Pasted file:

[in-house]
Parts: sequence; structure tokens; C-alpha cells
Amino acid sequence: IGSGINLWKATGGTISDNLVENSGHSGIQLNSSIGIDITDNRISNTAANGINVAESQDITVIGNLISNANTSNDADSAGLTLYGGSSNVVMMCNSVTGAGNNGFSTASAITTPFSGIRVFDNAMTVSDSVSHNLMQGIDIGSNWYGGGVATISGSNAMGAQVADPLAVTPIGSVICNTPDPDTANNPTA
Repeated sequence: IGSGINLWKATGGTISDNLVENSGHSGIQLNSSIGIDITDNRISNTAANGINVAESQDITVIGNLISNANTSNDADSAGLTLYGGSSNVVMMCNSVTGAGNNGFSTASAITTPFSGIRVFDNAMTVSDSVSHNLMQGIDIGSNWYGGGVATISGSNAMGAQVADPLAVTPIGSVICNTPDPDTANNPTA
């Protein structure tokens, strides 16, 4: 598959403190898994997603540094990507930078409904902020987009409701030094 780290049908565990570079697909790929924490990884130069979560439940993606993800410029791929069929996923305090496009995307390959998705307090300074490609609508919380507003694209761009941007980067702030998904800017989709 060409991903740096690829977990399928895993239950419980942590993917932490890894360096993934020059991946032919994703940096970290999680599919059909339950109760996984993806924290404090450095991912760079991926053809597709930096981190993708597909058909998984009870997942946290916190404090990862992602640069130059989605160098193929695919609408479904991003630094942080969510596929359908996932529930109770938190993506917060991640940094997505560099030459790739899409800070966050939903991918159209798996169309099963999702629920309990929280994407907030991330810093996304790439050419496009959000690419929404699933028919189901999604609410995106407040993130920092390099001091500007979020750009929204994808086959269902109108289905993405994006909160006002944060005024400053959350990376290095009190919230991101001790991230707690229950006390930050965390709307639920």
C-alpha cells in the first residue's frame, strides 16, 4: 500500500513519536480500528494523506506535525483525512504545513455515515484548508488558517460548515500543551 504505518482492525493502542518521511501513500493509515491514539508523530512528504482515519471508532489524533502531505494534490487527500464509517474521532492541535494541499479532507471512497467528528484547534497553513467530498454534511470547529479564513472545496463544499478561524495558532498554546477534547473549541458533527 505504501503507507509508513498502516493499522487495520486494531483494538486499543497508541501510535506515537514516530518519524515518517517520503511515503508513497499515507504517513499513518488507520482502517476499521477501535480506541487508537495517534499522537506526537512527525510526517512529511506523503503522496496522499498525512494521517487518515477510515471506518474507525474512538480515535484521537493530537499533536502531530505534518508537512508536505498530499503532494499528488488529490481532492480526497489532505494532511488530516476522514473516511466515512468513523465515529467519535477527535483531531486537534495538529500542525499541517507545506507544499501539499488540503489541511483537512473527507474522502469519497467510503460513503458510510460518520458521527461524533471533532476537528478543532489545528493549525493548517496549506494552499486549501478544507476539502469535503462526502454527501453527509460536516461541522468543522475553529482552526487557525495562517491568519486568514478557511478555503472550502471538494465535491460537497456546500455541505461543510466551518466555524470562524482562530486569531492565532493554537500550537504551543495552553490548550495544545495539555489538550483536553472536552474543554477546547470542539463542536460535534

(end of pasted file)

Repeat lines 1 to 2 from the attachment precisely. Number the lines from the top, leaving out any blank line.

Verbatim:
[in-house]
Parts: sequence; structure tokens; C-alpha cells